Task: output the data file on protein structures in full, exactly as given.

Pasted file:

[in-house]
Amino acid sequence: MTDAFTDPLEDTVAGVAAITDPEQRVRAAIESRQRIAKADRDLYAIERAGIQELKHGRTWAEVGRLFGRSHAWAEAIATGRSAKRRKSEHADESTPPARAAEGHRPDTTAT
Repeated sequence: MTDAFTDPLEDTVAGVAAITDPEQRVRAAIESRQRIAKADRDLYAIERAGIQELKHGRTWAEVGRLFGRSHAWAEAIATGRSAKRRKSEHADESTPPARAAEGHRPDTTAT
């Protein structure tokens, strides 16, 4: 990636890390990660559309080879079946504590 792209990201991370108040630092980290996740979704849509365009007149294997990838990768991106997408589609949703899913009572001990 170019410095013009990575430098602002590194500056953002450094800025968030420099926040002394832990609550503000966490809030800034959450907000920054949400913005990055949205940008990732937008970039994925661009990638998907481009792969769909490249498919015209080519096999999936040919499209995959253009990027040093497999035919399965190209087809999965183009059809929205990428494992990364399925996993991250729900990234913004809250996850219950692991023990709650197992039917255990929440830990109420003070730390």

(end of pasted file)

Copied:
[in-house]
Amino acid sequence: MTDAFTDPLEDTVAGVAAITDPEQRVRAAIESRQRIAKADRDLYAIERAGIQELKHGRTWAEVGRLFGRSHAWAEAIATGRSAKRRKSEHADESTPPARAAEGHRPDTTAT
Repeated sequence: MTDAFTDPLEDTVAGVAAITDPEQRVRAAIESRQRIAKADRDLYAIERAGIQELKHGRTWAEVGRLFGRSHAWAEAIATGRSAKRRKSEHADESTPPARAAEGHRPDTTAT
């Protein structure tokens, strides 16, 4: 990636890390990660559309080879079946504590 792209990201991370108040630092980290996740979704849509365009007149294997990838990768991106997408589609949703899913009572001990 170019410095013009990575430098602002590194500056953002450094800025968030420099926040002394832990609550503000966490809030800034959450907000920054949400913005990055949205940008990732937008970039994925661009990638998907481009792969769909490249498919015209080519096999999936040919499209995959253009990027040093497999035919399965190209087809999965183009059809929205990428494992990364399925996993991250729900990234913004809250996850219950692991023990709650197992039917255990929440830990109420003070730390």